crawdad is a simple, yet powerful alternative for scraping in a distributed, persistent manner (backed by Redis). It can do simple things, like generating site maps. It can also do complicated things, like extracting all the quotes from every page on a quotes website (tutorial follows).
First get Docker which will be used for running Redis.
Then you can simply download crawdad:
$ wget https://github.com/schollz/crawdad/releases/download/v3.0.0/crawdad_3.0.0_linux_amd64.zip $ unzip crawdad*zip $ sudo mv crawdad*amd64 /usr/local/bin/crawdad
Unlike many other scraping frameworks, crawdad is a single binary that has no dependencies.
pluck is a language-agnostic way of extracting structured data from text without HTML/CSS/Regex. Essentially pluck is configured in a way you would tell your friend to grab data.
For example, the first pluck unit describes how you would get the quote text from quotes.toscrape.com. Starting from the beginning of the source, you look for the string “
span class="text"” (called an activator). Once that is found, you look for a “
>”, the next activator. Then you capture all the characters until a “
<” is seen (the deactivator). This will allow you to collect all the quotes.
Each of the pluck units will be found simultaneously and extracted from any HTML page crawled by crawdad.
First, start Redis with Docker:
$ docker run -d -p 6374:6379 redis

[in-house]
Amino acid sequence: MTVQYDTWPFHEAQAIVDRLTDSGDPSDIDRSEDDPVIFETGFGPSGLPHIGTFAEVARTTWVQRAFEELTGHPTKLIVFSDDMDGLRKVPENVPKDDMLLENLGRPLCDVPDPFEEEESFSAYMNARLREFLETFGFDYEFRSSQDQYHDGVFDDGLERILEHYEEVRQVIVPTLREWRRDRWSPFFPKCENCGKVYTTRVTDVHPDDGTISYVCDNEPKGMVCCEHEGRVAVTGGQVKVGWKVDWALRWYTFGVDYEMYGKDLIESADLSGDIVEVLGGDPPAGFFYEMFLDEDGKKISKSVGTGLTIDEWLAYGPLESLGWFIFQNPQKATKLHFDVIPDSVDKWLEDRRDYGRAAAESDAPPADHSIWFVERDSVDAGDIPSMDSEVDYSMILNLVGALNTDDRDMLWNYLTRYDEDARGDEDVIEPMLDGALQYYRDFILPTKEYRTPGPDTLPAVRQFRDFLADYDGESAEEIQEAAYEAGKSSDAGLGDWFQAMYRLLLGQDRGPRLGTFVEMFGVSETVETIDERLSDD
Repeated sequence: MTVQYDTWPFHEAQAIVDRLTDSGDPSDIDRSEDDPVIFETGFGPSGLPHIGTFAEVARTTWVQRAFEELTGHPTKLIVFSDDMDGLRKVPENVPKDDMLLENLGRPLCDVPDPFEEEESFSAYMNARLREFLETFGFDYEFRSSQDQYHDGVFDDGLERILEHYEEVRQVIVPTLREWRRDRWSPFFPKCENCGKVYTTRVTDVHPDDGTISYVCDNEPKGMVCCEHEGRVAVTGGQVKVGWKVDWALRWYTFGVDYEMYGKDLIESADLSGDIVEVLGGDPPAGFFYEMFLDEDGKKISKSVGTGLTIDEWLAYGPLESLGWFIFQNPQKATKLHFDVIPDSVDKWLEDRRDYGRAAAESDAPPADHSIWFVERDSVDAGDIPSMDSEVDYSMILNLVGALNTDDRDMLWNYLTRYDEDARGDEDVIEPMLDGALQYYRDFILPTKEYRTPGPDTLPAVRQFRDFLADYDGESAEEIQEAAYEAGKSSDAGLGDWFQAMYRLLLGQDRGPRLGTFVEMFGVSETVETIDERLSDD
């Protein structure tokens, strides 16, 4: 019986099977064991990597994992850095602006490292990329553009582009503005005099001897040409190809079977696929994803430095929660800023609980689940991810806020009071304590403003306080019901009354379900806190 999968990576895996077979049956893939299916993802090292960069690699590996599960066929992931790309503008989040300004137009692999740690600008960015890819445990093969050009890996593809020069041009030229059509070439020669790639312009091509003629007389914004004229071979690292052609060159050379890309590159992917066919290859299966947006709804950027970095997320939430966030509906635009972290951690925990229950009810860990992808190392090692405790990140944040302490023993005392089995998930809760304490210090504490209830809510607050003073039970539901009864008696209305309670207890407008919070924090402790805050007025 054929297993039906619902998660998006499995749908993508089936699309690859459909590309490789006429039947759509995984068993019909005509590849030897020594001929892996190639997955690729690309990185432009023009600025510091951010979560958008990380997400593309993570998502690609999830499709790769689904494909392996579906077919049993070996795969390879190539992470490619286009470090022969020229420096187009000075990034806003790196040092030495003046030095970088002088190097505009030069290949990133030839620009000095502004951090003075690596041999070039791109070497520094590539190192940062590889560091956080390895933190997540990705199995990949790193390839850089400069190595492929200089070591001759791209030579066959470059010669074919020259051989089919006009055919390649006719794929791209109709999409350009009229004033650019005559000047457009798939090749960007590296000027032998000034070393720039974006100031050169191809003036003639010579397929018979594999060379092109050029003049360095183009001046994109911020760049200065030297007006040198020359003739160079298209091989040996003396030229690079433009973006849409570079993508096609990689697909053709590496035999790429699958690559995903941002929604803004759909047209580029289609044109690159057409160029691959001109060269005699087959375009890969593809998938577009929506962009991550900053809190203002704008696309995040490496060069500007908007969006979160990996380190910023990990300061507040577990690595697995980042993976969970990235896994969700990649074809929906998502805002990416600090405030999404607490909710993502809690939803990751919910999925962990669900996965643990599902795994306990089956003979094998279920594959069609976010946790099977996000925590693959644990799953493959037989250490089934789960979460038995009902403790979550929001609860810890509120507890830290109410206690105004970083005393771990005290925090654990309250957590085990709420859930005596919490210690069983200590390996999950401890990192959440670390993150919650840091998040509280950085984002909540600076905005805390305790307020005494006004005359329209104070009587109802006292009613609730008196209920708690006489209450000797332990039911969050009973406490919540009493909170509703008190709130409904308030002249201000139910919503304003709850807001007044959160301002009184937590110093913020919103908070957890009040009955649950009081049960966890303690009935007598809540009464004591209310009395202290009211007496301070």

and then start crawdad:
$ time crawdad -p 6374 -set -u http://quotes.toscrape.com -pluck quotes.toml -include '/page/' -exclude '/tag/' 0.12s user 0.03s system 5% cpu 2.666 total
-set flag tells the crawdad to create some new settings with a URL (
-u) and a pluck configuration (
-pluck) and with some inclusions/exclusions (
-exclude). The inclusions and exclusions ensures that only the
/page links will be followed (in order to compare with scrapy).
The data from crawdad can be parsed in the same as scrapy by first dumping it,
$ crawdad -p 6374 -done done.json
done.json, contains each URL as a key and the data it extracted. It needs to be quickly parsed, too, which can be done lickity-split in Python in 12 lines of code:
crawdad has some other mighty benefits as well. Once initiated, you can run another crawdad on a different machine:
$ crawdad -p 6374 -s X.X.X.X
This will start crawling using the same parameters as the first crawdad, but will pull from the queue. Thus, you can easily make a distributed crawler.
Also, since it is backed by Redis, crawdad is resilient to interruptions and allows you to restart from the point that it was interrupted. Try it!
Here I will compare scraping the same site, quotes.toscrape.com with crawdad (my creation) and scrapy (the popular framework for scraping).
scrapy is powerful, but complicated. Lets follow the tutorial to get a baseline on how a scrapy should run.
First install scrapy by installing the dependencies (there are a lot of dependencies).
$ sudo apt-get install python-dev python-pip libxml2-dev libxslt1-dev zlib1g-dev libffi-dev libssl-dev $ sudo -H python3 -m pip install --upgrade scrapy
Once you get it install you can check the version:
$ scrapy -version Scrapy 1.4.0 - project: quotesbot
Actually, I will just use the tutorial of scrapy to skip building it myself.
$ git clone https://github.com/scrapy/quotesbot.git $ cd quotesbot
scrapy is not simple. It requires > 40 lines of Python code in several different files (
Lets run and time the result:
$ time scrapy crawl toscrape-xpath -o quotes.json 1.06s user 0.08s system 29% cpu 3.877 total
scrapy is about 10-30% slower than crawdad, plus it can not easily be run in a distributed, persistent way.